There is huge waste in the health-care industry because of lack of transparency. There are questions about the exchange of data and there is a huge amount wasted—billions of dollars—on litigation.

Waste in the System

If you look at what insurance physicians have to take and the lack of coordination in patient care—people see many doctors who don't work together, so medical tests are often unnecessary or duplicated. This waste increases the fee for medical services and the price of the drugs. These are things which critical review

The big cost drivers for the health-care system are the aging of the population and diseases such as Alzheimer's, diabetes, cancer, and cardiovcascular problems. We need better prevention and intervention [in the U.S.]. This is a must.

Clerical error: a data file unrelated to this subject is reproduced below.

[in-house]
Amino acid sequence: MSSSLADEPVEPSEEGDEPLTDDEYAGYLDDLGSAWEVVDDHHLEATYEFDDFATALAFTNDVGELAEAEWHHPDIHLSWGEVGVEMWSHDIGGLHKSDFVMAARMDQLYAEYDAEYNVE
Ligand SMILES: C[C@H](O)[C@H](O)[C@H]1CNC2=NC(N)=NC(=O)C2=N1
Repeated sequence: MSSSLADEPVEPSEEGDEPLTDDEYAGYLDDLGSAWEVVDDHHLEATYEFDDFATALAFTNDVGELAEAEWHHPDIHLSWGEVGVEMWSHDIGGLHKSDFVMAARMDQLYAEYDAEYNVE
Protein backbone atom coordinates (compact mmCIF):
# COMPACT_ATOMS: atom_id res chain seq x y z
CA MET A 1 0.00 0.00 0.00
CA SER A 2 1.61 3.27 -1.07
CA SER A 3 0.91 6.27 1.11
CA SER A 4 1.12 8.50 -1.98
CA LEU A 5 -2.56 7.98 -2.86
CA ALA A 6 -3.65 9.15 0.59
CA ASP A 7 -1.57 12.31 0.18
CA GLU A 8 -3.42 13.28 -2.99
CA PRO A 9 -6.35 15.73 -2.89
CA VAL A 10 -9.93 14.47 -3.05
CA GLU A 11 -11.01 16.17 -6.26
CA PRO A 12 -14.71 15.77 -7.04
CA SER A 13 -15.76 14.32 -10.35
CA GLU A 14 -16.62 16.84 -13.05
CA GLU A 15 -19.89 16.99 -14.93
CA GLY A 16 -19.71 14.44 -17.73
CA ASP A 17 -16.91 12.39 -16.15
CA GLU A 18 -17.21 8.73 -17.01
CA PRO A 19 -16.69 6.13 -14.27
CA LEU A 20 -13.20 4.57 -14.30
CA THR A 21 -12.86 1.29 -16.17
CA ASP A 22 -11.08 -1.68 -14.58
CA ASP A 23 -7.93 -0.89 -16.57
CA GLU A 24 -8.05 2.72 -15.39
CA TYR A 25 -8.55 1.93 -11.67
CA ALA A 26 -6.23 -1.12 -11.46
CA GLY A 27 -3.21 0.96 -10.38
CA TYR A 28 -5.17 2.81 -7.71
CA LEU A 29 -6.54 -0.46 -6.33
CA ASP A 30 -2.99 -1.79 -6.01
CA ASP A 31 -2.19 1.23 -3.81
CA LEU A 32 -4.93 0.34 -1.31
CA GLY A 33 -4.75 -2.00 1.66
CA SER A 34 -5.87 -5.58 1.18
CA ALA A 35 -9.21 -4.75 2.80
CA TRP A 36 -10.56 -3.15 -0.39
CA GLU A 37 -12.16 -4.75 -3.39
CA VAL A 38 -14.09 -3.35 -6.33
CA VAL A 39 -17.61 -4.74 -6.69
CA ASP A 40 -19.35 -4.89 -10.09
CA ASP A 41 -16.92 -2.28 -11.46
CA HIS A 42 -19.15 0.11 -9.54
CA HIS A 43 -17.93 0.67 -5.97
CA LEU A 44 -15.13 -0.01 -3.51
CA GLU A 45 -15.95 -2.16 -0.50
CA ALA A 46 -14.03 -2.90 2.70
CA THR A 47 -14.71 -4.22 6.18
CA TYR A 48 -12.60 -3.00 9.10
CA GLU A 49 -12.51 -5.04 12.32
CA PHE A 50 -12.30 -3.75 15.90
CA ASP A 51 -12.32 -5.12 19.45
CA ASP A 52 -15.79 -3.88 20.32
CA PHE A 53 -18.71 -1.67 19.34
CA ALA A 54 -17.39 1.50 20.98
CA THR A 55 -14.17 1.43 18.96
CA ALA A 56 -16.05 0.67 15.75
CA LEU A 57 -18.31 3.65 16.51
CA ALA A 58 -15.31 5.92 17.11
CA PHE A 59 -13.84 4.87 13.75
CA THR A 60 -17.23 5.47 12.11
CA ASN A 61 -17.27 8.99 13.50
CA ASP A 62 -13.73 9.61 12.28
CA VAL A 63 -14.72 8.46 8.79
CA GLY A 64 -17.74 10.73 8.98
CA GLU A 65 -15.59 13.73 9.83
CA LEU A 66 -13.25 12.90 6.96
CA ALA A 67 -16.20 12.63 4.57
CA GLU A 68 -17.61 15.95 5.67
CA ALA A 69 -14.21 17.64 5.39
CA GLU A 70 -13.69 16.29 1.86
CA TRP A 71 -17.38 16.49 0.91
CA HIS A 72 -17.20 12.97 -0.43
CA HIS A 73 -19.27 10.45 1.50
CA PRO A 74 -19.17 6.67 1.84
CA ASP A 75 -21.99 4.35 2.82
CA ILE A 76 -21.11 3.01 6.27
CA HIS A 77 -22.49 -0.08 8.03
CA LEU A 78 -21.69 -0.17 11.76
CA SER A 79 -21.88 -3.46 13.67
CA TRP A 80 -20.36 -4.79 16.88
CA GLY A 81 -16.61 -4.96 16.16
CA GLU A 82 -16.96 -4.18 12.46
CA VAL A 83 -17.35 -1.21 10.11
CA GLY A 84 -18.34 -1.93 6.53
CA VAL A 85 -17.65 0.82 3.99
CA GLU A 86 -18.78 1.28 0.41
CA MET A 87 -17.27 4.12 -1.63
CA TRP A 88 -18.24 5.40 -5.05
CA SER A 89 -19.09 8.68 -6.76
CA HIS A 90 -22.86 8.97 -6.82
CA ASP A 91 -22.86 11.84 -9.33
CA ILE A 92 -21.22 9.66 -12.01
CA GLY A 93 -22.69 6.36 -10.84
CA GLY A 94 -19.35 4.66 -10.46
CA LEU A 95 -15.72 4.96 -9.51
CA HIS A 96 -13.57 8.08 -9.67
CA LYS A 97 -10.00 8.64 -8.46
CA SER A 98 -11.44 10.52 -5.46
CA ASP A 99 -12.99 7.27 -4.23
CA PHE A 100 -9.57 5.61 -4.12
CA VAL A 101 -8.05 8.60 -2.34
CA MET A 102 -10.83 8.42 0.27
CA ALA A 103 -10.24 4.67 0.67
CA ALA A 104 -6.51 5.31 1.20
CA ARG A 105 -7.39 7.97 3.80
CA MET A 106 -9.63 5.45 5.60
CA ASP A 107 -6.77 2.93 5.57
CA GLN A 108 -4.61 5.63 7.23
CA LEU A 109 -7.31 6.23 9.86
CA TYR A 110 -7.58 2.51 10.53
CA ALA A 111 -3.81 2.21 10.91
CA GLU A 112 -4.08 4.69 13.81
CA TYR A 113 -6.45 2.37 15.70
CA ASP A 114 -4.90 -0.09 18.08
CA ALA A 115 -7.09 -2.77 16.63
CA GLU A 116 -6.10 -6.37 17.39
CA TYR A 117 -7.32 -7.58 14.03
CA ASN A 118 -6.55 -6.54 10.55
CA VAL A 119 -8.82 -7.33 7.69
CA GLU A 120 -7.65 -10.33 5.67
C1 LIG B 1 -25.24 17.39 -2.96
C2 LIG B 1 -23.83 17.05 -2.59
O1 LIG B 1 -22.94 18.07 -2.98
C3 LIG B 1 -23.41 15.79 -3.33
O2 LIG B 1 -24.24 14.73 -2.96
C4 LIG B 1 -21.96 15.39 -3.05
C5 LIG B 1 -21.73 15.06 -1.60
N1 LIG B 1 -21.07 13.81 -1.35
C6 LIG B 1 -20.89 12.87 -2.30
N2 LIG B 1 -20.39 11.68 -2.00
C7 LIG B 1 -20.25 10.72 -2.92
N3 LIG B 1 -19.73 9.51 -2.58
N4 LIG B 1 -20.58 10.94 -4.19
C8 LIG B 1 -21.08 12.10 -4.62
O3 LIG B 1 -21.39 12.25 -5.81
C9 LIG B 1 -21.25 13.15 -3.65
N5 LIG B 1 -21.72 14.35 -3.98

The U.S. needs to find a better system for people to control their weight. Dealing with consequences of obesity such as diabetes and heart disease will cost $1 trillion over the next 10 to 15 years. The U.S. needs to develop a national program to address this emphasizing healthy eating and weight control beginning in schools. The government could incentivize companies to develop weight-control educational programs for employees.

Drug Pricing

My view is you cannot raise prices significantly for a long time above the consumer price index and think people will be happy about it. But at same time we have to see the cost of developing new drugs is skyrocketing. Requirements for clinical trials—the size of the patient studies and the amount of data requested by regulators are rising as are development costs. The FDA needs to identify earlier in the process if they believe a drug won't fly. They need to say in advance what the exact criteria is for approval.